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Business Formation

Choosing a Business Structure for Your Startup

There are many different business structures available for small business clients to choose from. Therefore, you may be wondering what these options are and what their implications are for your business. Our experienced lawyers for business startups guide clients through each entity option to assess which option best fits the needs and goals of the entrepreneurs, the owners’ tax situations, and the exit strategy. We help our clients understand the difference between the business structure requirements for state law issues as well as their options for federal taxation to meet both short- and long-term goals.

We have helped entrepreneurs and start-ups with the following business structures:

  • LLC (Limited Liability Company)
  • Corporations
  • Small Business Corporation (S-Corporation)
  • Professional Limited Liability Company

Generally, the first consideration when setting up a business is the choice of the structure in which to conduct business, which is important when it comes to tax and nontax considerations.

Tax Considerations When Starting a Business

The information below presents an overview of some of the tax points that should be kept in mind when choosing a structure for your business. The information focuses primarily on the taxation of the partnership and corporate firms of doing business, the pros and cons of each, as well as the distinctions between C corporations and S corporations.

Partnership

A partnership is a legal entity for a business entered into by two or more persons. There are two types of partnerships: general or limited.

  • General partnership – all the partners are personally liable for partnership debts. In a limited partnership, however, at least one partner must be designated as the general partner. The general partner also has unlimited personal liability for partnership debts.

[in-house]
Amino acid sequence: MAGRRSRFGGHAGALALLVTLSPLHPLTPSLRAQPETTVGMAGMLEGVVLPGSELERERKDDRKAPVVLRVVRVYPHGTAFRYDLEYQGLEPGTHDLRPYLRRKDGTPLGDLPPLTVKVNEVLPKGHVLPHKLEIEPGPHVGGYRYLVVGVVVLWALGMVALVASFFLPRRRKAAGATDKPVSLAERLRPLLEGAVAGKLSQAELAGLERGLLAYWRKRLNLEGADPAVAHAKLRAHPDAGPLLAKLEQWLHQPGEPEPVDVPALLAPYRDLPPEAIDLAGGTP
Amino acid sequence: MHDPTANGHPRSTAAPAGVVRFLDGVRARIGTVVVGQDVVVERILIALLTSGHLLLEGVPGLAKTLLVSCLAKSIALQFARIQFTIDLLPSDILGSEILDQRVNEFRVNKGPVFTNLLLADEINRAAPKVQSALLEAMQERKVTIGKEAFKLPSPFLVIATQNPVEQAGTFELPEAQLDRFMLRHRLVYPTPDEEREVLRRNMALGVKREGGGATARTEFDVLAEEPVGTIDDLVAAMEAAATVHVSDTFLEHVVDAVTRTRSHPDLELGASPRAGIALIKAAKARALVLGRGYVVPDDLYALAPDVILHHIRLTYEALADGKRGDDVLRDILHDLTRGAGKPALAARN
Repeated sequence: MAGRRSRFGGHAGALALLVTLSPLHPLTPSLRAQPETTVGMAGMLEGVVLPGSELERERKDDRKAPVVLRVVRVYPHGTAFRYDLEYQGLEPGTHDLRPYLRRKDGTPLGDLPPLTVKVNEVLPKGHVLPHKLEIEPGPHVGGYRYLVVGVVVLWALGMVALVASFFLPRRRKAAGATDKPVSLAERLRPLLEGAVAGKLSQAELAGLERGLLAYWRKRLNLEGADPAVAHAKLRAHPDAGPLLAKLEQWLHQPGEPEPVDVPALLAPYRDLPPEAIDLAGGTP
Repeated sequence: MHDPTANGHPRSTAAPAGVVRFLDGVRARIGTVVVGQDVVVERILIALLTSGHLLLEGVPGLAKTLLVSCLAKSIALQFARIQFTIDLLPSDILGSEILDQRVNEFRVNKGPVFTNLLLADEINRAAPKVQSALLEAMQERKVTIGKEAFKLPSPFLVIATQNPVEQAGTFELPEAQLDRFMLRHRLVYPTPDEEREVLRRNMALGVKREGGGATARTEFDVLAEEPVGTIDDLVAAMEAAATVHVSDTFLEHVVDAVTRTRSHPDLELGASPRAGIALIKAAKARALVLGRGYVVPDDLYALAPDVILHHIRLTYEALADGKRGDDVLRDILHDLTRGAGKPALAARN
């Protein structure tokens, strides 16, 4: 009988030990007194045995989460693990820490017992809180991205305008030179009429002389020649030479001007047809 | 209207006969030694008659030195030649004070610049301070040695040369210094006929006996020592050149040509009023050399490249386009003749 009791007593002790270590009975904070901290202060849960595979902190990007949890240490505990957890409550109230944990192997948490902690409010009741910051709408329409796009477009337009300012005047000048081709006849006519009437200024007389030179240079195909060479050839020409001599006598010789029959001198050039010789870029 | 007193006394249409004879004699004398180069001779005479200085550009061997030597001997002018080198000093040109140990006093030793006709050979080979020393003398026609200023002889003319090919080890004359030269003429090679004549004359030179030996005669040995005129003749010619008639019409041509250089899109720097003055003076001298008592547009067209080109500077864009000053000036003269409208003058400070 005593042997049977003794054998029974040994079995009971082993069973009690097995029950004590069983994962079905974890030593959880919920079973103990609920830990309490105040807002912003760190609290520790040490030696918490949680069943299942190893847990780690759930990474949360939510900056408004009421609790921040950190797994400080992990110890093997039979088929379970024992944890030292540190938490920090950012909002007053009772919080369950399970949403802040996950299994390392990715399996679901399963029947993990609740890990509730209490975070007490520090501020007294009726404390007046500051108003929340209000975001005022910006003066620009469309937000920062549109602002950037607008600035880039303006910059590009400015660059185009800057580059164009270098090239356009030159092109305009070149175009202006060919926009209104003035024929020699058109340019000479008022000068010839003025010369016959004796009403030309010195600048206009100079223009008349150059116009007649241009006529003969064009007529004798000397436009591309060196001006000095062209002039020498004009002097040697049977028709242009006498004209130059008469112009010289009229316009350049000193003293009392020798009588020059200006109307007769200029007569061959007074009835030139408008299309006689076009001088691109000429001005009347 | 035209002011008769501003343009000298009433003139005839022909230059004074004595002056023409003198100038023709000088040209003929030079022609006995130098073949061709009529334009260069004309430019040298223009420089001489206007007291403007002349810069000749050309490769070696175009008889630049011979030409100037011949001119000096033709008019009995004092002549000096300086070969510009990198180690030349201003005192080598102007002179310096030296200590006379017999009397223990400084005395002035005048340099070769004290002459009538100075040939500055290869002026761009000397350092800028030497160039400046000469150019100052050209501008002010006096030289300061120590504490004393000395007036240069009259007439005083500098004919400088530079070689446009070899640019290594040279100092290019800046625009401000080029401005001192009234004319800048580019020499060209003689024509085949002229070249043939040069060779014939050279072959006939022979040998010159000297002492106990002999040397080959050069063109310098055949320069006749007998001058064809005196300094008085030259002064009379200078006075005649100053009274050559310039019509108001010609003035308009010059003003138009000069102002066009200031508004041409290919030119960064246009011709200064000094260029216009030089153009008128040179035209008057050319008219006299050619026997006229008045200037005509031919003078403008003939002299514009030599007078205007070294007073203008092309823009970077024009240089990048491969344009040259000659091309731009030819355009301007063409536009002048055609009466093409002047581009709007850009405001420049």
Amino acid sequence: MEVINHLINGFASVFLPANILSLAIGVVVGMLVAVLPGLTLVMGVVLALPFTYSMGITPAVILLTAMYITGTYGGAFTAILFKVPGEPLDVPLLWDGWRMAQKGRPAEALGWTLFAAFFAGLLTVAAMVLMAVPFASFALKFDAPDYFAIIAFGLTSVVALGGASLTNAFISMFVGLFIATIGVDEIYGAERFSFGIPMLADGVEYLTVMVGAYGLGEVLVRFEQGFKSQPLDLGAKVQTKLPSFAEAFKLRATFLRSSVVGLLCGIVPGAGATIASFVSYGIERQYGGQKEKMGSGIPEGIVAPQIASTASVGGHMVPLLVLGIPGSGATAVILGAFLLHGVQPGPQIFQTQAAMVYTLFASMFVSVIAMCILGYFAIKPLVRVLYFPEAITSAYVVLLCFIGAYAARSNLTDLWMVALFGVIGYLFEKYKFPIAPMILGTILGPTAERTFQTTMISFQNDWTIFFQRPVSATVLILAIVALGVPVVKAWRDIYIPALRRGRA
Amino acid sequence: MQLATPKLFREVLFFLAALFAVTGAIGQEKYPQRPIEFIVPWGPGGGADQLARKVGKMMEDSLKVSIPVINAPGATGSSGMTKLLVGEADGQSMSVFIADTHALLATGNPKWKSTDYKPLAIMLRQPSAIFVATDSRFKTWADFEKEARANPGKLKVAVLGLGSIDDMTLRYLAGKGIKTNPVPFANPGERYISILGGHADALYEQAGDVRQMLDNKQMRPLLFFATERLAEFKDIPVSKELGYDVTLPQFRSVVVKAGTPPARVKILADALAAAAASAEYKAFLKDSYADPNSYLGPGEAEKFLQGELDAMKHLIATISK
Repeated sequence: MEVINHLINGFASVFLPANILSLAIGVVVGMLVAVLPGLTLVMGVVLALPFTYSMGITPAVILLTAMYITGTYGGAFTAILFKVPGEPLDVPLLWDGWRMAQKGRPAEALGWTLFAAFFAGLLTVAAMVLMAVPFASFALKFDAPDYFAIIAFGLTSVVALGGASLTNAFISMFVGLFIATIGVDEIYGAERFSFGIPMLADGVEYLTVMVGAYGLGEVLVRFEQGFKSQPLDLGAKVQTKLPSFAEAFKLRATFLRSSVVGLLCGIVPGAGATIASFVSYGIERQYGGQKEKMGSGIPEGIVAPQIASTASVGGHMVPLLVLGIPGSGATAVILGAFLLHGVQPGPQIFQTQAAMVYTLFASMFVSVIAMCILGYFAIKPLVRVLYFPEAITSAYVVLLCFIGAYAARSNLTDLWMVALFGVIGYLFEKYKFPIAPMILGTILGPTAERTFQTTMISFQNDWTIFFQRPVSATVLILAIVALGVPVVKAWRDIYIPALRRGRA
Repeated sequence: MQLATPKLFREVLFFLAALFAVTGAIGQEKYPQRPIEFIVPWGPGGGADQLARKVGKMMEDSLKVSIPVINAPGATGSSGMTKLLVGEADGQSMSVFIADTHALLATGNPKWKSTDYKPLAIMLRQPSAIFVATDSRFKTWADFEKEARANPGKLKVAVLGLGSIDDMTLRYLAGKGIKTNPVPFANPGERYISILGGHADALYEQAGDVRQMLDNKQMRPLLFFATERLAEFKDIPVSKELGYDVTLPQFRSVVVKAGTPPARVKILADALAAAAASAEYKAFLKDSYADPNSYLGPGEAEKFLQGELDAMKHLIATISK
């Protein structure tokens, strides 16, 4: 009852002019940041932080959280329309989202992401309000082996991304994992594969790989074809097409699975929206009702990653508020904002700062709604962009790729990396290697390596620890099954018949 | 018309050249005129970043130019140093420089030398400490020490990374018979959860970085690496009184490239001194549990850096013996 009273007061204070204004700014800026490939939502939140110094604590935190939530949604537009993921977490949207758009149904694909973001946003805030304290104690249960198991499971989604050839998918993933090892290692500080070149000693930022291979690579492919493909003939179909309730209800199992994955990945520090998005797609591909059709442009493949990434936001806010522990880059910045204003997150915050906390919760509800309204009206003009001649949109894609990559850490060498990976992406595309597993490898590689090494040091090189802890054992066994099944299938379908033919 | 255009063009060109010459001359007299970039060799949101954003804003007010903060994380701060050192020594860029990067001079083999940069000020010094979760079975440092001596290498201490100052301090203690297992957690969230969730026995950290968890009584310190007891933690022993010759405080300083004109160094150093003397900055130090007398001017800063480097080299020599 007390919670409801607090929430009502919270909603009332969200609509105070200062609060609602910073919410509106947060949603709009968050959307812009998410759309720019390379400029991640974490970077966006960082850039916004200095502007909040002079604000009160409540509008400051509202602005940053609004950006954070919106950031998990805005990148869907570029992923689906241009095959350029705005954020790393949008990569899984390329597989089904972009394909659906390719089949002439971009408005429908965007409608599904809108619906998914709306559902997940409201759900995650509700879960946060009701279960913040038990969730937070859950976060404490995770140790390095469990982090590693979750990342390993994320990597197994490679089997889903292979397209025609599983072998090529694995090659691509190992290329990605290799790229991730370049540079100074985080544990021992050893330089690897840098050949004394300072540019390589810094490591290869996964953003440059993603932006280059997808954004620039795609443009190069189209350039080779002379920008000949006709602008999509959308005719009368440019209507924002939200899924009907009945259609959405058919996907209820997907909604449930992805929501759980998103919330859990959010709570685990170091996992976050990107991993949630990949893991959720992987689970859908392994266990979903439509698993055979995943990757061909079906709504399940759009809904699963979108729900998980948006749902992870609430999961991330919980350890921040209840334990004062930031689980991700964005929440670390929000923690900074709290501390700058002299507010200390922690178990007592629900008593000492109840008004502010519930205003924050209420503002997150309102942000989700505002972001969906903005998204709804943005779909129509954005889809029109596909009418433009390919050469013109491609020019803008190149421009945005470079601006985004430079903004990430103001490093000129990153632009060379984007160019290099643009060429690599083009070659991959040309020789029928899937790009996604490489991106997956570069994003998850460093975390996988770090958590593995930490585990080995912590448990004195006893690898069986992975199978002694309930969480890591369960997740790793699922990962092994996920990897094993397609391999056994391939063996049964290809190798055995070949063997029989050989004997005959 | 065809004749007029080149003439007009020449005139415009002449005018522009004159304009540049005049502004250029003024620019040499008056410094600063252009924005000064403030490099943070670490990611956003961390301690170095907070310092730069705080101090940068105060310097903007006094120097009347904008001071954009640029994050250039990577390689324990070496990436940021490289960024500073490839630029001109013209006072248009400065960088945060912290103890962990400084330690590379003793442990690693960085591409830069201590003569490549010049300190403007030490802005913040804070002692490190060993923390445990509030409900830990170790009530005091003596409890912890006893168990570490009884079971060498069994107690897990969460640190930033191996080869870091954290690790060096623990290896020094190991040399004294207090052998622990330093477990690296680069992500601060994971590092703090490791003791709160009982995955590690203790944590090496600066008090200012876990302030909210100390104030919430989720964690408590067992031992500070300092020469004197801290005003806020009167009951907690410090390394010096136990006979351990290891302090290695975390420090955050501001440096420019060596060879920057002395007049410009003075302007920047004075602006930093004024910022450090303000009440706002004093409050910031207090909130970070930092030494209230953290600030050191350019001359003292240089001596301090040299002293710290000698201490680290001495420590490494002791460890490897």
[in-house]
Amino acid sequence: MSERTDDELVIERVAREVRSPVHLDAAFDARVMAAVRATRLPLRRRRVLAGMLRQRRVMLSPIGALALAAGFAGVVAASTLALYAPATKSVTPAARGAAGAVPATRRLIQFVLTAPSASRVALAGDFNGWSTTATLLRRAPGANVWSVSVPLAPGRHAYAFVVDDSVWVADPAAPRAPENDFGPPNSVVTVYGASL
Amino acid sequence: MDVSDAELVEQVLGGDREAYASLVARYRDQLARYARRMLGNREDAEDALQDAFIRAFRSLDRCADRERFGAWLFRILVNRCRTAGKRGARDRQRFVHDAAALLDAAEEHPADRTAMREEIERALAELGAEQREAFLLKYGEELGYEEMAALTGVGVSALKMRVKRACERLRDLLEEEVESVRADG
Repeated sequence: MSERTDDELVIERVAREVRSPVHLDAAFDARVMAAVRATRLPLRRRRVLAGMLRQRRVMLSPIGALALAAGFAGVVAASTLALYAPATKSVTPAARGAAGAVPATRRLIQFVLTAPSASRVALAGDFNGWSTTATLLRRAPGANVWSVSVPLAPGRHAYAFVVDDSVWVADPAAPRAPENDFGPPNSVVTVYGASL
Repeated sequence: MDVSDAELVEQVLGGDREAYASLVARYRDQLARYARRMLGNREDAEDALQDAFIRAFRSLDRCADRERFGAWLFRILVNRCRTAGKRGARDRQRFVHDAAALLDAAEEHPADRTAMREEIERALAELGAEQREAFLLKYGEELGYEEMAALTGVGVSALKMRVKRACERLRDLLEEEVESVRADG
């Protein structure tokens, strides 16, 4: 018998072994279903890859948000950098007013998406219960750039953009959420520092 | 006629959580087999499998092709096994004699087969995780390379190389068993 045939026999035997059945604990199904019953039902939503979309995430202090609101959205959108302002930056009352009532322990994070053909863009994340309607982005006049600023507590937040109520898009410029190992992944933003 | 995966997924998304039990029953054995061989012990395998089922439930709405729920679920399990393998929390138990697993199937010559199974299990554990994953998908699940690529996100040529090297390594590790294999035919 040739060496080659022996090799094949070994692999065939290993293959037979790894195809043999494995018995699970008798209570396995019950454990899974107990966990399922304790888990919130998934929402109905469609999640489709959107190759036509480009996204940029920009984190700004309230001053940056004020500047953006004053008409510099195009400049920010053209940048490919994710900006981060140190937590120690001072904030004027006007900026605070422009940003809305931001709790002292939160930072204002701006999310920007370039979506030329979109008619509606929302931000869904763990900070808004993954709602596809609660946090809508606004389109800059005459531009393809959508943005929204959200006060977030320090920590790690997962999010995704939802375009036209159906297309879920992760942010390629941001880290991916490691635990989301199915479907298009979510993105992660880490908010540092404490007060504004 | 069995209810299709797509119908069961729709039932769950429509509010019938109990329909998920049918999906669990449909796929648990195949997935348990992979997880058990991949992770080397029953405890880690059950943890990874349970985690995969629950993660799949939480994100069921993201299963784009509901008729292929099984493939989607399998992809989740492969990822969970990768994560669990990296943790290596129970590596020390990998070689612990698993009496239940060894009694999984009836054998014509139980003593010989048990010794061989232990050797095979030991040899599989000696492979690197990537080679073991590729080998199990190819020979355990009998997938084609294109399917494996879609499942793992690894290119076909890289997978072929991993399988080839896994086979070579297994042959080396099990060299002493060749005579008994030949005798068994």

• Limited partnership – partners are liable only to the extent of their investment in the company. However, a limited partner might lose his or her "limited" status and thus be personally liable for partnership debts if he or she is viewed as playing a role in management, i.e., acting as something other than a purely passive investor.

Corporation

Corporations are legal entities, independent from their owners. They provide some protection from personal liability. Thus, a shareholder's risk of loss is limited to his or her direct investment in the corporation. However, to sustain that liability shield, certain legal formalities must be observed, e.g., a corporate charter, bylaws, and a board of directors, as well as compliance with regulatory reporting requirements. Compliance with these formalities often comes with significant legal costs, which may be daunting for a startup company.

C corporations also allow for an unlimited number of shareholders. There are no restrictions on the type of ownership, whereas S corporations have a limit of 100 shareholders, all of which must be either U.S. citizens or permanent residents, certain trusts, bankruptcy estates, other estates, and certain tax-exempt organizations, not corporations (including LLCs) or partnerships. Although a C corporation does not restrict stock issuance, an S corporation can have only one class of stock.

LLC

LLCs have become increasingly common, particularly in the startup realm. In general, it is far easier and less expensive to set up an LLC than it is to set up a corporation. An LLC only requires an operating agreement outlining the expected duties of managers and the general governance of the company, thereby avoiding some of the costlier corporate formalities mentioned above.

Gravis Law is Here to Help Entrepreneurs

At Gravis Law, our services range from helping new clients through the initial start-up procedure, through capitalization and on-going business transactions, all the way through wind up and dissolution of a business. Our Gravis lawyers for business startups can help you so you can help your business at whatever stage it is in.

Hire a Gravis Business Law Attorney

Find a Gravis Law location near you. We are located on the corner of 1st and 2nd Street. Our knowledge of business law will provide you with the quality and personized help and tools you need to start and grow your business. We look forward to assisting you through your business formation and beyond – making it as smooth and uncomplicated as possible so you can work on the things that matter to you.

With Gravis Law you can start your business the right way.

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